The patron is happy (well, hopeful), and hangs up. I couldn't tell if she thanked me because she thought I found what she wanted, or was just thanking me for the effort. I suppose I'll only find out if it was the right thing if the patron calls back and asks to keep searching - and hopefully she doesn't ask for the play in English.

With questions like this, I'd really be curious to see the whole flow mapped out visually. Using tabbed browsing makes me realize how many times I repeatedly consult the same source (for different information), and I think it would be interesting to illustrate how different search strategies lead to blind alleys, doubling back, and most importantly, an answer.

 


*Open Library has a direct link to WorldCat, which shows which nearby OCLC member libraries have this item. No Massachusetts libraries had it, and we use out-of-state requests only as a last resort.

**As an aside, I thought I could verify the Authority library spelling of Bespridannitsa by searching WorldCat for Bespridannitsa Ostrovsky. There were lots of matches, but sadly, most of them had different spellings and accents.



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Gaming at the Library, Old School Style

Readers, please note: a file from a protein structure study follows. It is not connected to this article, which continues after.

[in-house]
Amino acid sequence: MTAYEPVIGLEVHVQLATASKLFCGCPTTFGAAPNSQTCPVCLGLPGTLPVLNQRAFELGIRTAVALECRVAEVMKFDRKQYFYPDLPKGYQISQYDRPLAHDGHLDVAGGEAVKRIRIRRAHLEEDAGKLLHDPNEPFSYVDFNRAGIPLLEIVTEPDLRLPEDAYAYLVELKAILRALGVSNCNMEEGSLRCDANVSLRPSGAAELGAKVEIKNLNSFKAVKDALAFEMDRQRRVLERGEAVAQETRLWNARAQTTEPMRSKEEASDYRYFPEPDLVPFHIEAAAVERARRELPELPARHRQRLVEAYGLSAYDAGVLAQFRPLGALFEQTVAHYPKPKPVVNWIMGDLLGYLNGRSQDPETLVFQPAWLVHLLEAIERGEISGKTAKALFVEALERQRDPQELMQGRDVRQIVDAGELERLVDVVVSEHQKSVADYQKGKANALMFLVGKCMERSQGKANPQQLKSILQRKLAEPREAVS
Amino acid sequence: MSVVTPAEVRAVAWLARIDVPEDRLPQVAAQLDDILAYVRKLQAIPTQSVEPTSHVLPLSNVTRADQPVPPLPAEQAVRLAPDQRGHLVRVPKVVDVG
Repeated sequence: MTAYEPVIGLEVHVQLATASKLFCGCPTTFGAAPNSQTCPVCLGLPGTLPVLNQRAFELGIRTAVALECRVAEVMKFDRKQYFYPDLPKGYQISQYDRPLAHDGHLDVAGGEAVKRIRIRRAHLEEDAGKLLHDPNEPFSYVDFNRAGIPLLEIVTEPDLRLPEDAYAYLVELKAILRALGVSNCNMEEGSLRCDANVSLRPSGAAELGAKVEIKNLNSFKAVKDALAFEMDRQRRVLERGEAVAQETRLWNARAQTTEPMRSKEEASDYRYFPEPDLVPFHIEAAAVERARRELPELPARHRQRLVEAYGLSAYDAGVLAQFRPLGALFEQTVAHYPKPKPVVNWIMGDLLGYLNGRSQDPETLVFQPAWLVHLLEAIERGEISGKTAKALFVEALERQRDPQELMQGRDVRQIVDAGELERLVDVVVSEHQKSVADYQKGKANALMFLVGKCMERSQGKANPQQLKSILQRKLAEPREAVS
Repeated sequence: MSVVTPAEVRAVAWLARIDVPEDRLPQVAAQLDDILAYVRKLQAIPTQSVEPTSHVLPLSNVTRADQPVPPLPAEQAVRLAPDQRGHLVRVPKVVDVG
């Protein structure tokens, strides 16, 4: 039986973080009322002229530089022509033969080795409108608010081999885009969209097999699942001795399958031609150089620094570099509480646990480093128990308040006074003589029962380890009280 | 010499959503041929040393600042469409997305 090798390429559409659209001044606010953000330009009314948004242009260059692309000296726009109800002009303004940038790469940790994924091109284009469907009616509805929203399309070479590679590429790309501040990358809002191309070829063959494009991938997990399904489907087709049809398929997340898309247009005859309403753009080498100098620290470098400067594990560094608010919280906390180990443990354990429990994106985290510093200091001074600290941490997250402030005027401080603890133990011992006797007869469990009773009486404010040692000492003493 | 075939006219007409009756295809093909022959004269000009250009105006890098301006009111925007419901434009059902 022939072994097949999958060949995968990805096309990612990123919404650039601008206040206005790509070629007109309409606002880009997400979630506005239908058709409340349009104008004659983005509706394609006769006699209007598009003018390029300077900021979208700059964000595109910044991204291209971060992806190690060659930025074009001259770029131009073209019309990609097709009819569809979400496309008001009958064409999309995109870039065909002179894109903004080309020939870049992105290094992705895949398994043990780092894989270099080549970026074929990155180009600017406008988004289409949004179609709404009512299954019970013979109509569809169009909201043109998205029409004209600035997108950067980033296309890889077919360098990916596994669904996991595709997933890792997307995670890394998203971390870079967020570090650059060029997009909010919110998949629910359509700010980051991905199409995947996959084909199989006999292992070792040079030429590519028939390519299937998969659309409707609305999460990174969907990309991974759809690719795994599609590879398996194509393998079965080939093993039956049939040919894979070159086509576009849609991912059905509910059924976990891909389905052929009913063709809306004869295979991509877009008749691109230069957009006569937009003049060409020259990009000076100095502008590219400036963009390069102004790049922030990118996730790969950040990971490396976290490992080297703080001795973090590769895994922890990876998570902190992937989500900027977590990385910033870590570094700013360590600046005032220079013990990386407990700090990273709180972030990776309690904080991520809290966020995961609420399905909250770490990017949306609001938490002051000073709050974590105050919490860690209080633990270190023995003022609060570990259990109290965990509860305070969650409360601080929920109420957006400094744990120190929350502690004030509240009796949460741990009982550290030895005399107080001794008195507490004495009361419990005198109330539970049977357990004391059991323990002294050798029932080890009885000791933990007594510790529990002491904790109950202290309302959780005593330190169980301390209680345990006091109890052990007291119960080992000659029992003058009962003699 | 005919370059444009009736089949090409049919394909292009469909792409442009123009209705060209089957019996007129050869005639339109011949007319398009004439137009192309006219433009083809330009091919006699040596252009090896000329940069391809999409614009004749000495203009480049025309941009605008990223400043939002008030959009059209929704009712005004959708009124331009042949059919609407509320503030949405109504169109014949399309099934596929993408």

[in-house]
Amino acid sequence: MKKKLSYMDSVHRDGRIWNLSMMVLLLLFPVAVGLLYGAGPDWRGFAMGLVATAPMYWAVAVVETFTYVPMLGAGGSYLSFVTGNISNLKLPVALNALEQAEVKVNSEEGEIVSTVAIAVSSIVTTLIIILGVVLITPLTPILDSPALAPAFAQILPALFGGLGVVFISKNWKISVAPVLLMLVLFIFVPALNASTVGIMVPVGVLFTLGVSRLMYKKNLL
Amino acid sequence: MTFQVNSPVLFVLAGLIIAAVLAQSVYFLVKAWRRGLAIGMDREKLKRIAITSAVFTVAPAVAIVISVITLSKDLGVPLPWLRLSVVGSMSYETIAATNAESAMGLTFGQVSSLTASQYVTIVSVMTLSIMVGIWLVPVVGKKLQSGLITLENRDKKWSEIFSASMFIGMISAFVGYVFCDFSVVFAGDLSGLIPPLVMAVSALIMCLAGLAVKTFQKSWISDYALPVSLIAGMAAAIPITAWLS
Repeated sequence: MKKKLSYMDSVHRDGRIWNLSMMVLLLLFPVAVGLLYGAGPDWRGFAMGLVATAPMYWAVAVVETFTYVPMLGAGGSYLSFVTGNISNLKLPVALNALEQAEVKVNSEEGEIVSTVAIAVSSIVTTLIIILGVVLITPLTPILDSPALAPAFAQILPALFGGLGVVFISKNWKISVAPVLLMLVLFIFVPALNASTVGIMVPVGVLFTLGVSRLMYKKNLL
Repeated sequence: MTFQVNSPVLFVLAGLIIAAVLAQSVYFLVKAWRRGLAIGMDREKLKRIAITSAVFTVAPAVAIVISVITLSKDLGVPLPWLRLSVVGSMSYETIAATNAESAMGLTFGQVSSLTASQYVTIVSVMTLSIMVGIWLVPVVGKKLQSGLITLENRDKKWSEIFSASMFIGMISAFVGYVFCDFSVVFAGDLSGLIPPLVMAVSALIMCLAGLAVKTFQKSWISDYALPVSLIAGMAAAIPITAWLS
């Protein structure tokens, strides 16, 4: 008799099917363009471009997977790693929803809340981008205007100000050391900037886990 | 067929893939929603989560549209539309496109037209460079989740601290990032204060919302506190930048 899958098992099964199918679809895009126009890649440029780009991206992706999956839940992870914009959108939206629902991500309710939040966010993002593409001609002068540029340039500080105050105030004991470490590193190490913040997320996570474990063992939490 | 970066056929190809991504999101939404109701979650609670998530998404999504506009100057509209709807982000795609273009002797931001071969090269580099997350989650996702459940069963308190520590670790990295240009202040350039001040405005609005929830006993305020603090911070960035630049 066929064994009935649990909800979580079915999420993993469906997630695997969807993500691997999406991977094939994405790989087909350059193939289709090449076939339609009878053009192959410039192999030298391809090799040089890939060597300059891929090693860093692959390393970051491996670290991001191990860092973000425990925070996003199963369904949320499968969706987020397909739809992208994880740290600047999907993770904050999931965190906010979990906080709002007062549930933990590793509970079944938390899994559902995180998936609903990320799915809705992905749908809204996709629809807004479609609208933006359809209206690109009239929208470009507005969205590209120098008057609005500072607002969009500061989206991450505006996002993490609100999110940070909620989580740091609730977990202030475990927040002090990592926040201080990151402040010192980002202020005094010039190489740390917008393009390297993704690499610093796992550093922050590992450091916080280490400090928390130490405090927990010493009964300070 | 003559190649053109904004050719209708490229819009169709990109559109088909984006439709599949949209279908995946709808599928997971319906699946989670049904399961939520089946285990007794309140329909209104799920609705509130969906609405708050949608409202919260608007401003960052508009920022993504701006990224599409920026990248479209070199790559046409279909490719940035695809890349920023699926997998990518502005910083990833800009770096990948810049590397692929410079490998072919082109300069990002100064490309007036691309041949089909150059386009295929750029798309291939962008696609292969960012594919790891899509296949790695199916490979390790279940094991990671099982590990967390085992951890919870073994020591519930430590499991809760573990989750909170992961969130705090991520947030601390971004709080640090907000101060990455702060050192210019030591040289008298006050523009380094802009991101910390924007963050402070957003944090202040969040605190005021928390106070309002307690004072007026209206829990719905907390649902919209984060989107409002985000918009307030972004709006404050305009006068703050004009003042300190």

October 30th, 2008 Brian Herzog

Patrons playing on game tableLast month, my library added to our collection a nice new game table. It was donated in memory of a long-time patron who enjoyed board games.

It's a very nice table - all wood, "pub height," and the different game boards are self-contained in the table top. The included games are:

  • Chess
  • Checkers
  • Scrabble
  • Backgammon
  • Monopoly

We set it up in the Teen area and are circulating game piece sets from the reference desk. We also did a "games" display near the desk to promote the table.

The problem is, no one has used it yet to play games. I see people sitting at it to study by the windows, but the five sets of game pieces have yet to be checked out. Something like this might take awhile to catch on, and we've been toying with the idea of starting a chess club.

But regardless, I like having it. It's a nice way to remember a patron we all miss, and it encourages people to use the library for more than just academic research - it's a place in the community people can come to relax and enjoy someone else's company.